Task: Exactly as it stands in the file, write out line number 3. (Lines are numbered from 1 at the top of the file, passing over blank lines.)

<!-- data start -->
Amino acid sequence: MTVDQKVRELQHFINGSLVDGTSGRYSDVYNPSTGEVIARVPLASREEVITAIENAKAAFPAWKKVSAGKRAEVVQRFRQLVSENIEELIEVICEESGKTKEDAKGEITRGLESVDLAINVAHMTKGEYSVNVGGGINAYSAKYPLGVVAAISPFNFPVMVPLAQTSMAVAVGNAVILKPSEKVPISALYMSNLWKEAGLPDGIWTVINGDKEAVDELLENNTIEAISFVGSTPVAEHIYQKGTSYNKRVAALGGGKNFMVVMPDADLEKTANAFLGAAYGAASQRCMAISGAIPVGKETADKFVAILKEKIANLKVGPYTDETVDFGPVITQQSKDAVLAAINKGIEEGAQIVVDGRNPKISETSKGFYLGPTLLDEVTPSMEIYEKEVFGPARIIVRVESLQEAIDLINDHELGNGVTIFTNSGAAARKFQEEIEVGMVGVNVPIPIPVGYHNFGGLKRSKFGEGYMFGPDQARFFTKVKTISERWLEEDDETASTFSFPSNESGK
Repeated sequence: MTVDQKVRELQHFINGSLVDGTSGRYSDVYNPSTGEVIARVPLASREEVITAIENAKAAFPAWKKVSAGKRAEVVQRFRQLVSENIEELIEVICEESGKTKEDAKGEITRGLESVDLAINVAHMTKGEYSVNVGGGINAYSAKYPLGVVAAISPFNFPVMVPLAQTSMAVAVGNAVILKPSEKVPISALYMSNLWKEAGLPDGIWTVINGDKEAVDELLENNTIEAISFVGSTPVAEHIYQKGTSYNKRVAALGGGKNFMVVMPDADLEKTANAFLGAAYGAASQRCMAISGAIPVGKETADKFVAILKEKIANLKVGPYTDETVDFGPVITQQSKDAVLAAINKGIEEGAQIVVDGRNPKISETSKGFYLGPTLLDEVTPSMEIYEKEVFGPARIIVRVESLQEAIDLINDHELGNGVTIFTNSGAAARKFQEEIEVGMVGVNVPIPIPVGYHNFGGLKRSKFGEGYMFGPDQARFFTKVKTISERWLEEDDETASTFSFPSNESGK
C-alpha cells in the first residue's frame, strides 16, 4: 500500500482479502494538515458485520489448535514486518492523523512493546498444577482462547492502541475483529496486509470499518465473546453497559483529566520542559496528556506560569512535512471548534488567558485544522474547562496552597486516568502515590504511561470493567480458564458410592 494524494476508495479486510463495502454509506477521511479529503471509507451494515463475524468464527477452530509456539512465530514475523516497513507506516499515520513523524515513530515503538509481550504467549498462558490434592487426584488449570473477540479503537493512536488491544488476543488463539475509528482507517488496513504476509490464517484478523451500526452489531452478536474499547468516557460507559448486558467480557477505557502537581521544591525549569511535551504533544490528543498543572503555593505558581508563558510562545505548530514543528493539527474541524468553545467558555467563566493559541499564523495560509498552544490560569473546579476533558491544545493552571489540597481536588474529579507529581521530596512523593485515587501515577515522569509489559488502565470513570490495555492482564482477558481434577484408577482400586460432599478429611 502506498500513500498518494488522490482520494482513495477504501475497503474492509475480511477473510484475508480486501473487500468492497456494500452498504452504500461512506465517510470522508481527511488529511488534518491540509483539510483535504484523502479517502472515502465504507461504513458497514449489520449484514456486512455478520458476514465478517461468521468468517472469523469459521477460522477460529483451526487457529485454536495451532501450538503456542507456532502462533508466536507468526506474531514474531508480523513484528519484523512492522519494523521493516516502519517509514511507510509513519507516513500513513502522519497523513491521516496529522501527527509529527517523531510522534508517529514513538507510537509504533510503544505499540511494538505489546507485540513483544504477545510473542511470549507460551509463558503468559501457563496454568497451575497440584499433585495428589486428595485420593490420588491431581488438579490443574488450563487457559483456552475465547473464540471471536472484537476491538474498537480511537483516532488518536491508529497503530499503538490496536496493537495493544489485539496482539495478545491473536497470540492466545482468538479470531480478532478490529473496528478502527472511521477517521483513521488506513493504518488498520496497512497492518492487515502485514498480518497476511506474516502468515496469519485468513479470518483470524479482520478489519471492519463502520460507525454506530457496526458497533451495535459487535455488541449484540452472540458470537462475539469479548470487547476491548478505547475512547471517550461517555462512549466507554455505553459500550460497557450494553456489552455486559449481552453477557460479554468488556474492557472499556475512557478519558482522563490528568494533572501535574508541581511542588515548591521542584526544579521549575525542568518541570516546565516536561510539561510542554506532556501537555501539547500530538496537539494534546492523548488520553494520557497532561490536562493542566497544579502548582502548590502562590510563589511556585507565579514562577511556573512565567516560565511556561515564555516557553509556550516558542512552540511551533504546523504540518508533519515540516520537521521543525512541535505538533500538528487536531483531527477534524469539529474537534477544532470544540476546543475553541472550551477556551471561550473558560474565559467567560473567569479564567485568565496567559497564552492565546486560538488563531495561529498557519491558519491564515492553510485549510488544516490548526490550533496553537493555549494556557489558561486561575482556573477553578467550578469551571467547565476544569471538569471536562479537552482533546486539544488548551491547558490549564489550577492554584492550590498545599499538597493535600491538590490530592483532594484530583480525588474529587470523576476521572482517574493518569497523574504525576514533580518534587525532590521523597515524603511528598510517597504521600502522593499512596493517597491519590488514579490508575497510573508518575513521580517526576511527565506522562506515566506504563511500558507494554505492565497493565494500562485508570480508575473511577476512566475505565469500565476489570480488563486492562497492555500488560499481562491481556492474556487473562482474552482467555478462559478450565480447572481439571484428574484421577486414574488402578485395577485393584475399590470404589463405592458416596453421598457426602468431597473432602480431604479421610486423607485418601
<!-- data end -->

C-alpha cells in the first residue's frame, strides 16, 4: 500500500482479502494538515458485520489448535514486518492523523512493546498444577482462547492502541475483529496486509470499518465473546453497559483529566520542559496528556506560569512535512471548534488567558485544522474547562496552597486516568502515590504511561470493567480458564458410592 494524494476508495479486510463495502454509506477521511479529503471509507451494515463475524468464527477452530509456539512465530514475523516497513507506516499515520513523524515513530515503538509481550504467549498462558490434592487426584488449570473477540479503537493512536488491544488476543488463539475509528482507517488496513504476509490464517484478523451500526452489531452478536474499547468516557460507559448486558467480557477505557502537581521544591525549569511535551504533544490528543498543572503555593505558581508563558510562545505548530514543528493539527474541524468553545467558555467563566493559541499564523495560509498552544490560569473546579476533558491544545493552571489540597481536588474529579507529581521530596512523593485515587501515577515522569509489559488502565470513570490495555492482564482477558481434577484408577482400586460432599478429611 502506498500513500498518494488522490482520494482513495477504501475497503474492509475480511477473510484475508480486501473487500468492497456494500452498504452504500461512506465517510470522508481527511488529511488534518491540509483539510483535504484523502479517502472515502465504507461504513458497514449489520449484514456486512455478520458476514465478517461468521468468517472469523469459521477460522477460529483451526487457529485454536495451532501450538503456542507456532502462533508466536507468526506474531514474531508480523513484528519484523512492522519494523521493516516502519517509514511507510509513519507516513500513513502522519497523513491521516496529522501527527509529527517523531510522534508517529514513538507510537509504533510503544505499540511494538505489546507485540513483544504477545510473542511470549507460551509463558503468559501457563496454568497451575497440584499433585495428589486428595485420593490420588491431581488438579490443574488450563487457559483456552475465547473464540471471536472484537476491538474498537480511537483516532488518536491508529497503530499503538490496536496493537495493544489485539496482539495478545491473536497470540492466545482468538479470531480478532478490529473496528478502527472511521477517521483513521488506513493504518488498520496497512497492518492487515502485514498480518497476511506474516502468515496469519485468513479470518483470524479482520478489519471492519463502520460507525454506530457496526458497533451495535459487535455488541449484540452472540458470537462475539469479548470487547476491548478505547475512547471517550461517555462512549466507554455505553459500550460497557450494553456489552455486559449481552453477557460479554468488556474492557472499556475512557478519558482522563490528568494533572501535574508541581511542588515548591521542584526544579521549575525542568518541570516546565516536561510539561510542554506532556501537555501539547500530538496537539494534546492523548488520553494520557497532561490536562493542566497544579502548582502548590502562590510563589511556585507565579514562577511556573512565567516560565511556561515564555516557553509556550516558542512552540511551533504546523504540518508533519515540516520537521521543525512541535505538533500538528487536531483531527477534524469539529474537534477544532470544540476546543475553541472550551477556551471561550473558560474565559467567560473567569479564567485568565496567559497564552492565546486560538488563531495561529498557519491558519491564515492553510485549510488544516490548526490550533496553537493555549494556557489558561486561575482556573477553578467550578469551571467547565476544569471538569471536562479537552482533546486539544488548551491547558490549564489550577492554584492550590498545599499538597493535600491538590490530592483532594484530583480525588474529587470523576476521572482517574493518569497523574504525576514533580518534587525532590521523597515524603511528598510517597504521600502522593499512596493517597491519590488514579490508575497510573508518575513521580517526576511527565506522562506515566506504563511500558507494554505492565497493565494500562485508570480508575473511577476512566475505565469500565476489570480488563486492562497492555500488560499481562491481556492474556487473562482474552482467555478462559478450565480447572481439571484428574484421577486414574488402578485395577485393584475399590470404589463405592458416596453421598457426602468431597473432602480431604479421610486423607485418601